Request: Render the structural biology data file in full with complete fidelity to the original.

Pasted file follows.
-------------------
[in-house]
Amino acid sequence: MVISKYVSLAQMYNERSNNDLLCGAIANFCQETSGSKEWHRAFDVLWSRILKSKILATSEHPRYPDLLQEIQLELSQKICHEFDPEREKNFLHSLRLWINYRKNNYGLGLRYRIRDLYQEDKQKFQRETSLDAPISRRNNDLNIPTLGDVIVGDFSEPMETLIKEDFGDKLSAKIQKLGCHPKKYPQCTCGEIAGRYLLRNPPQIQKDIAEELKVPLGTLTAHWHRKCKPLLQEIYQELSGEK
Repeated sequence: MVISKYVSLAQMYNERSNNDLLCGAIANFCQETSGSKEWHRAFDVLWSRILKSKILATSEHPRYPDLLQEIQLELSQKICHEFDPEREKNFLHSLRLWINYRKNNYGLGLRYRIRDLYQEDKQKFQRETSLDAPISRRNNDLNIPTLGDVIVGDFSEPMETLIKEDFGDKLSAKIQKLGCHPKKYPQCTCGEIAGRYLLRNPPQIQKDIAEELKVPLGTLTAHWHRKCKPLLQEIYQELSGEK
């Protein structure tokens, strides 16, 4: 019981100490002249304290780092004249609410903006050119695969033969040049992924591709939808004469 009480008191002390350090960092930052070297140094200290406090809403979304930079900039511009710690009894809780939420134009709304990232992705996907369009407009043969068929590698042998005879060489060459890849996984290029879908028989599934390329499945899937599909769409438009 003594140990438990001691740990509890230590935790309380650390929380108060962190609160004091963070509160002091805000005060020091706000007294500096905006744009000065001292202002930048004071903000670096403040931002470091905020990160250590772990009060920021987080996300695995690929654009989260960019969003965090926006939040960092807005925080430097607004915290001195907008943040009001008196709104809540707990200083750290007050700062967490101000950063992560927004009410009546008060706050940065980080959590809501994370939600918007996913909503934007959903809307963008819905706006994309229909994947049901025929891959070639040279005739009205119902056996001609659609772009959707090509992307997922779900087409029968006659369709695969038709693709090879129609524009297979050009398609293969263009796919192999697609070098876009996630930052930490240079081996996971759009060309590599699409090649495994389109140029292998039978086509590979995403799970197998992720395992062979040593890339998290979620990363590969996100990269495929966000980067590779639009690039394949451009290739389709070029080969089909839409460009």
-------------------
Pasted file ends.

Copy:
[in-house]
Amino acid sequence: MVISKYVSLAQMYNERSNNDLLCGAIANFCQETSGSKEWHRAFDVLWSRILKSKILATSEHPRYPDLLQEIQLELSQKICHEFDPEREKNFLHSLRLWINYRKNNYGLGLRYRIRDLYQEDKQKFQRETSLDAPISRRNNDLNIPTLGDVIVGDFSEPMETLIKEDFGDKLSAKIQKLGCHPKKYPQCTCGEIAGRYLLRNPPQIQKDIAEELKVPLGTLTAHWHRKCKPLLQEIYQELSGEK
Repeated sequence: MVISKYVSLAQMYNERSNNDLLCGAIANFCQETSGSKEWHRAFDVLWSRILKSKILATSEHPRYPDLLQEIQLELSQKICHEFDPEREKNFLHSLRLWINYRKNNYGLGLRYRIRDLYQEDKQKFQRETSLDAPISRRNNDLNIPTLGDVIVGDFSEPMETLIKEDFGDKLSAKIQKLGCHPKKYPQCTCGEIAGRYLLRNPPQIQKDIAEELKVPLGTLTAHWHRKCKPLLQEIYQELSGEK
């Protein structure tokens, strides 16, 4: 019981100490002249304290780092004249609410903006050119695969033969040049992924591709939808004469 009480008191002390350090960092930052070297140094200290406090809403979304930079900039511009710690009894809780939420134009709304990232992705996907369009407009043969068929590698042998005879060489060459890849996984290029879908028989599934390329499945899937599909769409438009 003594140990438990001691740990509890230590935790309380650390929380108060962190609160004091963070509160002091805000005060020091706000007294500096905006744009000065001292202002930048004071903000670096403040931002470091905020990160250590772990009060920021987080996300695995690929654009989260960019969003965090926006939040960092807005925080430097607004915290001195907008943040009001008196709104809540707990200083750290007050700062967490101000950063992560927004009410009546008060706050940065980080959590809501994370939600918007996913909503934007959903809307963008819905706006994309229909994947049901025929891959070639040279005739009205119902056996001609659609772009959707090509992307997922779900087409029968006659369709695969038709693709090879129609524009297979050009398609293969263009796919192999697609070098876009996630930052930490240079081996996971759009060309590599699409090649495994389109140029292998039978086509590979995403799970197998992720395992062979040593890339998290979620990363590969996100990269495929966000980067590779639009690039394949451009290739389709070029080969089909839409460009």